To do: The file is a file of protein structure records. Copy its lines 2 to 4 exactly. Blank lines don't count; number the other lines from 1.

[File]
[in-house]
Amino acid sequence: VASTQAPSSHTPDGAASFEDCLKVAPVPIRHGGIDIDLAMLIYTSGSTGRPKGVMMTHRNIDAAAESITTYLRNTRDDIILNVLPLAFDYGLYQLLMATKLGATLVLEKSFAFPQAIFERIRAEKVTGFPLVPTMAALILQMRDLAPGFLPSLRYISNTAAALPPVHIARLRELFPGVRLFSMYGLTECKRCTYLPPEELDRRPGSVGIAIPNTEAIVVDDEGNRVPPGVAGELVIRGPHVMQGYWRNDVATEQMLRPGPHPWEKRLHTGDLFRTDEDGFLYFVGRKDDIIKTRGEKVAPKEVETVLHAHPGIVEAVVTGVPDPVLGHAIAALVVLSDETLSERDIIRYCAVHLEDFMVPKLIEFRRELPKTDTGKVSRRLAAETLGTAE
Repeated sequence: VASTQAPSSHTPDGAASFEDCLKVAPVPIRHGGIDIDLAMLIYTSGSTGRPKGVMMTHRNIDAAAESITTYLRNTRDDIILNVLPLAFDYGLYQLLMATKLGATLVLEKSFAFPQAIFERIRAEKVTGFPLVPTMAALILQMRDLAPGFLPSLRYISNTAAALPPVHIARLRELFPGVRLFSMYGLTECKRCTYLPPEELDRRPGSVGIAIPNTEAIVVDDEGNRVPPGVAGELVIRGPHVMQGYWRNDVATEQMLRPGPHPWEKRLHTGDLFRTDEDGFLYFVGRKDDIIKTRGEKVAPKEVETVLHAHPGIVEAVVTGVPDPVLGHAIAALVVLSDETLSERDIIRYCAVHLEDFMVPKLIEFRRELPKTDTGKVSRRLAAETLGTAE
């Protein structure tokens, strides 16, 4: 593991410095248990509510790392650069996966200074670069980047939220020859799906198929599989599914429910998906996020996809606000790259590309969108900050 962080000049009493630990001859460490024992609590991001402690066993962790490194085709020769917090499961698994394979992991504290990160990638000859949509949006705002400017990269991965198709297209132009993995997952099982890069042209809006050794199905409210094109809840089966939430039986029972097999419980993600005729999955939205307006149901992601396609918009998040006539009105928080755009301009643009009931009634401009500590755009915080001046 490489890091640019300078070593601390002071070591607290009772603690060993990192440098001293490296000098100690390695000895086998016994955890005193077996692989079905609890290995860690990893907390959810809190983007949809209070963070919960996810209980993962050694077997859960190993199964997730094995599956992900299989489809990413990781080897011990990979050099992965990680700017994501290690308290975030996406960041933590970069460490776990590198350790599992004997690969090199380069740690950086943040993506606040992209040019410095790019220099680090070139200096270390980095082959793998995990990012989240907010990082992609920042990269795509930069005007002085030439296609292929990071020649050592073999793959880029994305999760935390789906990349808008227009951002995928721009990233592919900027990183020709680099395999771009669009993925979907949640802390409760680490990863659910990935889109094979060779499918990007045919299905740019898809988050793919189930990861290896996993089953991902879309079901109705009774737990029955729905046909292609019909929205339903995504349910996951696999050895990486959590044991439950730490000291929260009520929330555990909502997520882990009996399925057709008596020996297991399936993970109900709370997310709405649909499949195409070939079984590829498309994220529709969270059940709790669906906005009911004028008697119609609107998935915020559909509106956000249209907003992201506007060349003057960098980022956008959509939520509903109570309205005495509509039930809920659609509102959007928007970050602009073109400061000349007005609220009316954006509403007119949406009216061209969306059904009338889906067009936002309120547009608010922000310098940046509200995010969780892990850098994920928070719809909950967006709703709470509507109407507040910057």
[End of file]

Amino acid sequence: VASTQAPSSHTPDGAASFEDCLKVAPVPIRHGGIDIDLAMLIYTSGSTGRPKGVMMTHRNIDAAAESITTYLRNTRDDIILNVLPLAFDYGLYQLLMATKLGATLVLEKSFAFPQAIFERIRAEKVTGFPLVPTMAALILQMRDLAPGFLPSLRYISNTAAALPPVHIARLRELFPGVRLFSMYGLTECKRCTYLPPEELDRRPGSVGIAIPNTEAIVVDDEGNRVPPGVAGELVIRGPHVMQGYWRNDVATEQMLRPGPHPWEKRLHTGDLFRTDEDGFLYFVGRKDDIIKTRGEKVAPKEVETVLHAHPGIVEAVVTGVPDPVLGHAIAALVVLSDETLSERDIIRYCAVHLEDFMVPKLIEFRRELPKTDTGKVSRRLAAETLGTAE
Repeated sequence: VASTQAPSSHTPDGAASFEDCLKVAPVPIRHGGIDIDLAMLIYTSGSTGRPKGVMMTHRNIDAAAESITTYLRNTRDDIILNVLPLAFDYGLYQLLMATKLGATLVLEKSFAFPQAIFERIRAEKVTGFPLVPTMAALILQMRDLAPGFLPSLRYISNTAAALPPVHIARLRELFPGVRLFSMYGLTECKRCTYLPPEELDRRPGSVGIAIPNTEAIVVDDEGNRVPPGVAGELVIRGPHVMQGYWRNDVATEQMLRPGPHPWEKRLHTGDLFRTDEDGFLYFVGRKDDIIKTRGEKVAPKEVETVLHAHPGIVEAVVTGVPDPVLGHAIAALVVLSDETLSERDIIRYCAVHLEDFMVPKLIEFRRELPKTDTGKVSRRLAAETLGTAE
């Protein structure tokens, strides 16, 4: 593991410095248990509510790392650069996966200074670069980047939220020859799906198929599989599914429910998906996020996809606000790259590309969108900050 962080000049009493630990001859460490024992609590991001402690066993962790490194085709020769917090499961698994394979992991504290990160990638000859949509949006705002400017990269991965198709297209132009993995997952099982890069042209809006050794199905409210094109809840089966939430039986029972097999419980993600005729999955939205307006149901992601396609918009998040006539009105928080755009301009643009009931009634401009500590755009915080001046 490489890091640019300078070593601390002071070591607290009772603690060993990192440098001293490296000098100690390695000895086998016994955890005193077996692989079905609890290995860690990893907390959810809190983007949809209070963070919960996810209980993962050694077997859960190993199964997730094995599956992900299989489809990413990781080897011990990979050099992965990680700017994501290690308290975030996406960041933590970069460490776990590198350790599992004997690969090199380069740690950086943040993506606040992209040019410095790019220099680090070139200096270390980095082959793998995990990012989240907010990082992609920042990269795509930069005007002085030439296609292929990071020649050592073999793959880029994305999760935390789906990349808008227009951002995928721009990233592919900027990183020709680099395999771009669009993925979907949640802390409760680490990863659910990935889109094979060779499918990007045919299905740019898809988050793919189930990861290896996993089953991902879309079901109705009774737990029955729905046909292609019909929205339903995504349910996951696999050895990486959590044991439950730490000291929260009520929330555990909502997520882990009996399925057709008596020996297991399936993970109900709370997310709405649909499949195409070939079984590829498309994220529709969270059940709790669906906005009911004028008697119609609107998935915020559909509106956000249209907003992201506007060349003057960098980022956008959509939520509903109570309205005495509509039930809920659609509102959007928007970050602009073109400061000349007005609220009316954006509403007119949406009216061209969306059904009338889906067009936002309120547009608010922000310098940046509200995010969780892990850098994920928070719809909950967006709703709470509507109407507040910057």